Issue of January 8, 2017

66th Courier Anniversary Issue
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Stop child labor, protect vulnerable children

Worldwide, as many as 168 million children have jobs. They earn a few cents an hour and they simply do not have enough time to go to school and improve their future prospects.

In the Philippines, preliminary results of the Survey on Children conducted by the National Statistics Office in 2011 funded by International Labor Organization show that there are 26.617 million children five to 17 years old, of which 3.312 million were at work. Of those working, 2.097 million were engaged in child labor, 2.049 million of whom were in hazardous work needing to be withdrawn from such situation.

Child labor in the Philippines is the employment of children in hazardous occupations below the age of 18, or without the proper conditions and requirements below the age of 15, where children are compelled to work on a regular basis.

In the Cordillera, there are around 41,940 child laborers based on the National Statistics Office and International Labour Organization survey. These children are forced to work in plantations, mines, and factories as domestic workers and prostitutes. They perform exhausting work for many hours in a row, often in unhealthy and hazardous conditions. The work is physically, psychologically, and/or morally harmful for children.

Poverty often leads to child labor. Parents regard their children as additional sources of income. War, migration, and discrimination against minorities also lead to child labor in some parts of the country because the common belief is that child labor is “normal.”

Child labor comes in many forms. It can be visible or invisible. Many children work at dump sites, cut stones, and work in small factories, car workshops or construction sites. Some parents or their guardians send these children to go begging on the streets. Others work as prostitutes or domestic workers.

The worst forms of child labor are enumerated in Section 3 of Republic Act 9231 in four broad categories, to wit: 1) all forms of slavery or practices similar to slavery, including recruitment of children for use in armed conflict; 2) prostitution or pornography; 3) illegal or illicit activities, including the production and trafficking of dangerous drugs and volatile substances; and 4) hazardous work or work that is likely to be harmful to the health, safety or morals of children.

Section 5 of RA 9231, amending Section 14 of RA 7610, prohibits the employment of a child as a model in any advertisement directly or indirectly promoting alcoholic beverages, intoxicating drinks, tobacco and its by-products, gambling, or any form of violence or pornography.

Children aged 15 to below 18 permitted to work in any economic activity not considered child labor, but not more than eight hours a day and in no case beyond 40 hours a week. They shall not be allowed to work between 10 p.m. and 6 a.m. of the following day, and employer should provide the child with access to at least elementary and secondary education.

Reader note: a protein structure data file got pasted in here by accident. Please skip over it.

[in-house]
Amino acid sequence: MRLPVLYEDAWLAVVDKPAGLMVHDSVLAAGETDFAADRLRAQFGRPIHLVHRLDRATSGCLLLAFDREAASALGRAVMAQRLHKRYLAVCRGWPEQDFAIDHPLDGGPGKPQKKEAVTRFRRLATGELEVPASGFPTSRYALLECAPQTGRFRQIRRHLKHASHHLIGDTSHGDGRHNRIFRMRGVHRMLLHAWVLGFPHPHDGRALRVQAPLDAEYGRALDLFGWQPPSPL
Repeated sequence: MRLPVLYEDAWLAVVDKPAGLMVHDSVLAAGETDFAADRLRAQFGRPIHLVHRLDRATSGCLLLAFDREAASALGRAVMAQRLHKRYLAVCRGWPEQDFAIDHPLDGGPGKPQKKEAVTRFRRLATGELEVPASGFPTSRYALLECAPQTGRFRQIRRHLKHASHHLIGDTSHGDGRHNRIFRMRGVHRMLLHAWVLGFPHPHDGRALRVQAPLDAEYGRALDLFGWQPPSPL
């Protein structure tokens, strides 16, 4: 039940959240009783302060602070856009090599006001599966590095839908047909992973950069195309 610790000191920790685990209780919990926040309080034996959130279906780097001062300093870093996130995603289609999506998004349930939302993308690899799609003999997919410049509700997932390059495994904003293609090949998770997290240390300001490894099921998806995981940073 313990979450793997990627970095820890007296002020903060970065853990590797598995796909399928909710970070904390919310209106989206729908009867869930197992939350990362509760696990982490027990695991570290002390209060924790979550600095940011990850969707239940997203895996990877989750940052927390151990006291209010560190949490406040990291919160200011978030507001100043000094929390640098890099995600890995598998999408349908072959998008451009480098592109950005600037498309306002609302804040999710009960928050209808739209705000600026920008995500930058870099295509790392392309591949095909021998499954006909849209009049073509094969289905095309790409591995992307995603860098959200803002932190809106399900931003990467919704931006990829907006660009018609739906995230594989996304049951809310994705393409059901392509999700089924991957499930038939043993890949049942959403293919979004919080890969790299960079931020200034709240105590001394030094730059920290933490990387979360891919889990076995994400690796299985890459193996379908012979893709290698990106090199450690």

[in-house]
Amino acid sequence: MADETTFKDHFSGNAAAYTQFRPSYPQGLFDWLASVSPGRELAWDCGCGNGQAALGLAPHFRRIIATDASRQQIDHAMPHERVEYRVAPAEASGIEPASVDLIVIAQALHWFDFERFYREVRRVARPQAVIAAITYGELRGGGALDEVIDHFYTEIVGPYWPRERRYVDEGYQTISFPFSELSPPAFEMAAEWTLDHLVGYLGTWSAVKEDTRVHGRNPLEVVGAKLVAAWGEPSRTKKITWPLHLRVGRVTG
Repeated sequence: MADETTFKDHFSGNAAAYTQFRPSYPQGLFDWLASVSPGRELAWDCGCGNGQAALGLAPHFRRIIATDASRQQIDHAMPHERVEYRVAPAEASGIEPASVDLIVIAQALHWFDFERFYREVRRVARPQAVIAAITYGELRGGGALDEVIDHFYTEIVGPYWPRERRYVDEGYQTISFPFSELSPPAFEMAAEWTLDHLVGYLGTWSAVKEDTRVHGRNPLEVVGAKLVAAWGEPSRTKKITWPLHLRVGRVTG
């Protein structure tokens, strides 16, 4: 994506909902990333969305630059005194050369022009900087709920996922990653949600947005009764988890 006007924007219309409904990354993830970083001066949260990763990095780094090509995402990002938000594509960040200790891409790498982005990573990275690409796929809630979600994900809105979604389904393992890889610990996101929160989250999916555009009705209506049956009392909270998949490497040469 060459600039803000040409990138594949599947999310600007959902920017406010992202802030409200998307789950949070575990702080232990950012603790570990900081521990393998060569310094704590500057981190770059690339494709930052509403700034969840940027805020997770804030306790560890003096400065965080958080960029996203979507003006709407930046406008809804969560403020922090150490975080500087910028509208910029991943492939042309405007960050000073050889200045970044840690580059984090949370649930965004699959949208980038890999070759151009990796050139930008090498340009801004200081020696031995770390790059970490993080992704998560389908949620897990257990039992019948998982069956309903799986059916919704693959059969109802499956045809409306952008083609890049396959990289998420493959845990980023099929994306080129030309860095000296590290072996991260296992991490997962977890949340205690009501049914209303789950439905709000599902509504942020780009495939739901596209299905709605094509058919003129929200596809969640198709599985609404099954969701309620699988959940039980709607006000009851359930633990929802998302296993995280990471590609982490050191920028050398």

The Department of Labor and Employment is the national government agency responsible for formulating policies, the implementation of programs, and they serve as the policy-coordinating program arm of the Executive Branch in the labor and employment field. They are leading the networks in the progressive eradication of child labor through protecting, preventing, and removing the children out of the hazardous and exploitative works, which also includes curing and redeeming them back into society.

The DOLE projects, programs, and activities are: Philippine Program Against Child Labor (PPACL). The PPACL and its network of mutually enabling social partners work towards the prevention and progressive elimination of child labor through protection, withdrawal, healing and reintegration of child workers into a caring society; the Child Labor Prevention and Elimination Program; HELP ME or the Health, Education and training, Livelihood, Protection and prevention, and Monitoring and Evaluation Program; Project Angel Tree (Lapis, Papel Atbp); Kabuhayan para sa Magulang ng Batang Manggagawa or Kasama Project; Eliminating Child Labor in the Tobacco Industry Project, and Integrated Services for Migratory Sugar Workers Project; Special Program for the Employment of Students; Child-Labor Free Barangays; and the Child Labor free establishment.

The DOLE also enforces national laws as member of the Inter-agency Council Against Trafficking as "The Anti-Trafficking in Persons Act" (RA 9208) and "Special Protection of Children Against Child Abuse, Exploitation and Discrimination Act" (RA 9231).

For more information about the PPACL, visit us @ or visit the Child Labor Knowledge Sharing System @, a tool that supports the PPACL in sharing relevant data real-time, fostering communication, improving program monitoring and automating child labor case referrals.

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